Watch CBS News

Transportation Secretary Pete Buttigieg makes recruiting truck drivers a priority as industry reaches a breaking point

Government releases new trucking initiatives
Department of Transportation releases several initiatives aimed at helping truck driver shortage 03:07

The Department of Transportation is pushing new measures to recruit more truck drivers.  According to the American Trucking Associations, the U.S. needs another 80,000 truckers. 

About 72% of goods transported in the U.S. are carried by truckers. But with high turnover rates and dwindling driver supply, the industry has reached a breaking point. 

U.S. Transportation Secretary Pete Buttigieg told CBS News' Errol Barnett that he has made recruiting drivers, keeping trucks on the roads, and making sure shelves are stocked top priorities. 

"Oh, I'm very concerned about this, and it reflects the fact that as long as we go through phase after phase of this pandemic, we're seeing disruptions in supply," Buttigieg said.  

Buttigieg spoke to CBS News as his agency announced new efforts to bolster the number of truckers as part of the Biden administration's pledge to fix the supply chain. 

The Department of Transportation announced Thursday that it will fund over $32 million for states to improve the commercial driving license process.  

Over 100 companies are committing to expand trucking apprenticeship programs and a task force to investigate predatory truck leasing. 

"We've got to recruit more people into the job and we've got to keep them there," Buttigieg said.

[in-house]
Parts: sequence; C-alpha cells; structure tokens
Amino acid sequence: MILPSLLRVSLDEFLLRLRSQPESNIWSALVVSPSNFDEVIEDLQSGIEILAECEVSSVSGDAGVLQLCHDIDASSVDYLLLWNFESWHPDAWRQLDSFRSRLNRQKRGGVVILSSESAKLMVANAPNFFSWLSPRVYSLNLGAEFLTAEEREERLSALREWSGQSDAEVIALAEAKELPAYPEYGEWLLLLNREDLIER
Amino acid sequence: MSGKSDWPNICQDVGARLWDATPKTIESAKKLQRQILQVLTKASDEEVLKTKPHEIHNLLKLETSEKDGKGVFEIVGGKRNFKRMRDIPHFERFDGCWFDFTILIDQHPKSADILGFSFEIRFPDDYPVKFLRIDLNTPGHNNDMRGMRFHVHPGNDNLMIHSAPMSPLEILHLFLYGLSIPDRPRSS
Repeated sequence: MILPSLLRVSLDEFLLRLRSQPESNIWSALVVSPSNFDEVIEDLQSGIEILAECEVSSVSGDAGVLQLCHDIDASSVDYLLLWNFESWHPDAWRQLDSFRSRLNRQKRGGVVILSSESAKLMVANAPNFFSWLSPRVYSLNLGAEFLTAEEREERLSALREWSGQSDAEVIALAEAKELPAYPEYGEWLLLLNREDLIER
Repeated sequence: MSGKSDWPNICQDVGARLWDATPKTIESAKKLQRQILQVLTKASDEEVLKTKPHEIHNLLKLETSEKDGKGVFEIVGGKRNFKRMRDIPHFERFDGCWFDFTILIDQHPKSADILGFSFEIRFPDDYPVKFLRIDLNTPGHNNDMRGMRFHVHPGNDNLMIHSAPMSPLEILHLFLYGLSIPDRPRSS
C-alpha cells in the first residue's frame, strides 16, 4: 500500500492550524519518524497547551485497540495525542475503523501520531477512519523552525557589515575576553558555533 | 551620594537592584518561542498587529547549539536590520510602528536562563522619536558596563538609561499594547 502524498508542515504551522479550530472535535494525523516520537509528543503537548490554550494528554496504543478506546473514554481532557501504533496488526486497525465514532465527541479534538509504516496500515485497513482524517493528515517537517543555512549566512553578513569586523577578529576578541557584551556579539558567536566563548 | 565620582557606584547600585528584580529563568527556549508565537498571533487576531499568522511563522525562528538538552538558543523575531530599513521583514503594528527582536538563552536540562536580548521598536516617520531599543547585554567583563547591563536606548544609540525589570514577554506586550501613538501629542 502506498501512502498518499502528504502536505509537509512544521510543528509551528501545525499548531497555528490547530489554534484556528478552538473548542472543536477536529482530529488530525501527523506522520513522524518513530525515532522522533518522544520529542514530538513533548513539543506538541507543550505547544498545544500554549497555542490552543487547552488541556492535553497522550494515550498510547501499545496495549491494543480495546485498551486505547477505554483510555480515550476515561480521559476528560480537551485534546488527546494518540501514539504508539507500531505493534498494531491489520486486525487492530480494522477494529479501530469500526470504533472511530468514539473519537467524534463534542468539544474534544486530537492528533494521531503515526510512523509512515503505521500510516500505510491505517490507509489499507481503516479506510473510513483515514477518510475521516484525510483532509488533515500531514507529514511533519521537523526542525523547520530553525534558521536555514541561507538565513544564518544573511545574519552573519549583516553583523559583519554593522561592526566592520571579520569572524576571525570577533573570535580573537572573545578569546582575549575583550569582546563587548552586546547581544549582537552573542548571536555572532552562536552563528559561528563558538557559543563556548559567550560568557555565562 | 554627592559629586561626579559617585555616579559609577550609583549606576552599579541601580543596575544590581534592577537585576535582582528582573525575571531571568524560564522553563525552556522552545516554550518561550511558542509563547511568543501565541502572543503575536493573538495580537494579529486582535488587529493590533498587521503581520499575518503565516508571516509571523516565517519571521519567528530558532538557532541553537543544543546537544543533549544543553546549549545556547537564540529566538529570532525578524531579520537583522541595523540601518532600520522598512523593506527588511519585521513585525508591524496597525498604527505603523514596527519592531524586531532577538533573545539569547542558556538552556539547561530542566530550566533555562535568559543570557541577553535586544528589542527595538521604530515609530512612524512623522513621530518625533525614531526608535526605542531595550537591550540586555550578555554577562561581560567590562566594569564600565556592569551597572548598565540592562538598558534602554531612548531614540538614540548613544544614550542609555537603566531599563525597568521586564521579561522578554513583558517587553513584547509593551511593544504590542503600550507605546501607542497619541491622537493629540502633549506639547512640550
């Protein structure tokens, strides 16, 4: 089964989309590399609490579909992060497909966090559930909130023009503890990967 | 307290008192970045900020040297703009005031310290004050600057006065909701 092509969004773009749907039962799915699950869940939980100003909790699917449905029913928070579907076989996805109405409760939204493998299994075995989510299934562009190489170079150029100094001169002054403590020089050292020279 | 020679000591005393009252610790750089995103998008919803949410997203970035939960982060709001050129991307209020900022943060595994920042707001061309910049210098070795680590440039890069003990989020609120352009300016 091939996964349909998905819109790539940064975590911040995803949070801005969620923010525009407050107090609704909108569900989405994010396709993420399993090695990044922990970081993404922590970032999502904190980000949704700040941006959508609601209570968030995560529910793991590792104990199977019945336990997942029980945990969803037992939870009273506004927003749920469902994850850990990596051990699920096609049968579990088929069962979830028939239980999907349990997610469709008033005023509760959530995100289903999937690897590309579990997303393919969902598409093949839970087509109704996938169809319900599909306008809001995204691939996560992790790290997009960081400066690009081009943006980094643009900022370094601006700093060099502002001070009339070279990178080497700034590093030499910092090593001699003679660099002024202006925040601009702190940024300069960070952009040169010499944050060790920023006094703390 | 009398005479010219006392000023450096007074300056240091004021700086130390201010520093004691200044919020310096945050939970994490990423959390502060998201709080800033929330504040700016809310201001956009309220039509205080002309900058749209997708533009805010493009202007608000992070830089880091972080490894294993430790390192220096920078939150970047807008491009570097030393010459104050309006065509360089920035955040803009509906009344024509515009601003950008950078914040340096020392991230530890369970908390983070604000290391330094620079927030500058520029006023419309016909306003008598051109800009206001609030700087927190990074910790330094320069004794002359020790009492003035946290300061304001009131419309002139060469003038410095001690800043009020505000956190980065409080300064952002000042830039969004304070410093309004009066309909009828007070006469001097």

Drivers have been fleeing in droves—with yearly turnover hitting 90% in parts of the trucking industry. 

Mickey Weaver's company connects trucking applicants with employers. Not only are there too few job seekers, but he also said, once they see how much time in the truck is unpaid, many quit. 

"I seen a guy just this morning. He'd been sitting up for three to four hours, just sitting there, just waiting to get his truck loaded. And he's not making any money," Weaver said. 

Patrick Penfield, a professor of supply chain practice at Syracuse University, said he believes better pay structures would fix backlogs. 

"But until you do that, these poor truckers are kind of at the mercy of these ports in these other destinations where they have to wait," he said. 

Buttigieg said that's one idea they are studying. 

"We need to look at these compensation issues if we really want to solve long-term challenges in trucking in the U.S," said Buttigieg. 

The administration's new effort includes two studies of detention time — when truckers are not being paid but are still on the job. Because they are only paid by the mile, it pressures them to drive extra-long distances, to the point of exhaustion. 

View CBS News In
CBS News App Open
Chrome Safari Continue
Be the first to know
Get browser notifications for breaking news, live events, and exclusive reporting.